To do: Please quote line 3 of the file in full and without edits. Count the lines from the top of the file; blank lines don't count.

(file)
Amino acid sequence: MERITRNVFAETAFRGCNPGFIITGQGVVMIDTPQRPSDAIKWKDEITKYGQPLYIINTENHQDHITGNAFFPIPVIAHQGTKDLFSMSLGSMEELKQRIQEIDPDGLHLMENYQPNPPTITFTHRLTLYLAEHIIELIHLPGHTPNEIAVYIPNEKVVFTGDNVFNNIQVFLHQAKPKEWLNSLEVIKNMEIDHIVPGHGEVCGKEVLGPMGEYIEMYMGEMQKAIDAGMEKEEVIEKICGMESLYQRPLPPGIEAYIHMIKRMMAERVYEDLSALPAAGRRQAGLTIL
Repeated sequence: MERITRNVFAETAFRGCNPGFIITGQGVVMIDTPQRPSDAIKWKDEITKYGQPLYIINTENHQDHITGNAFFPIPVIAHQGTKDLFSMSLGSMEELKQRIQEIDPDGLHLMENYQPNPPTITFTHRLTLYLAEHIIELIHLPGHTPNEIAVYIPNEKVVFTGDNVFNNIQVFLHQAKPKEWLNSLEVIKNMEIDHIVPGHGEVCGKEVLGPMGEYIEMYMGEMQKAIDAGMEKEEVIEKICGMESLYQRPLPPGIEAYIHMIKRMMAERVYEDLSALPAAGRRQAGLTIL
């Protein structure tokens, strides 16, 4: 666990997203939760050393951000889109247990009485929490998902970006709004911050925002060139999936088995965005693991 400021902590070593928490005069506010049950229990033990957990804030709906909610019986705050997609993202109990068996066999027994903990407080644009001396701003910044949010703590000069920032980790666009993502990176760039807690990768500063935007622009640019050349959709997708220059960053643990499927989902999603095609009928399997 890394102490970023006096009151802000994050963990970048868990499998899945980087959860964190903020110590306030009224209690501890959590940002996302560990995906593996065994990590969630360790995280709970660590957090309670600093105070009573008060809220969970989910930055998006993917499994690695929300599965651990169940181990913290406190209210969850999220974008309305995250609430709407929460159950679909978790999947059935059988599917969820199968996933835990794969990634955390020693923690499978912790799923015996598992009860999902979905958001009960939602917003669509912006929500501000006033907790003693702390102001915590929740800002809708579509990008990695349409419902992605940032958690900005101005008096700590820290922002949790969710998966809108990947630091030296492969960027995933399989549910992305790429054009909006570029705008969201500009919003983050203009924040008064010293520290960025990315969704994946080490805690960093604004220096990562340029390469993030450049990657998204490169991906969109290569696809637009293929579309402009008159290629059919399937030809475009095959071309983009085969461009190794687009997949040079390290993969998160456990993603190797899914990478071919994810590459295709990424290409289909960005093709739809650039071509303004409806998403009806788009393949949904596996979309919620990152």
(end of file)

């Protein structure tokens, strides 16, 4: 666990997203939760050393951000889109247990009485929490998902970006709004911050925002060139999936088995965005693991 400021902590070593928490005069506010049950229990033990957990804030709906909610019986705050997609993202109990068996066999027994903990407080644009001396701003910044949010703590000069920032980790666009993502990176760039807690990768500063935007622009640019050349959709997708220059960053643990499927989902999603095609009928399997 890394102490970023006096009151802000994050963990970048868990499998899945980087959860964190903020110590306030009224209690501890959590940002996302560990995906593996065994990590969630360790995280709970660590957090309670600093105070009573008060809220969970989910930055998006993917499994690695929300599965651990169940181990913290406190209210969850999220974008309305995250609430709407929460159950679909978790999947059935059988599917969820199968996933835990794969990634955390020693923690499978912790799923015996598992009860999902979905958001009960939602917003669509912006929500501000006033907790003693702390102001915590929740800002809708579509990008990695349409419902992605940032958690900005101005008096700590820290922002949790969710998966809108990947630091030296492969960027995933399989549910992305790429054009909006570029705008969201500009919003983050203009924040008064010293520290960025990315969704994946080490805690960093604004220096990562340029390469993030450049990657998204490169991906969109290569696809637009293929579309402009008159290629059919399937030809475009095959071309983009085969461009190794687009997949040079390290993969998160456990993603190797899914990478071919994810590459295709990424290409289909960005093709739809650039071509303004409806998403009806788009393949949904596996979309919620990152």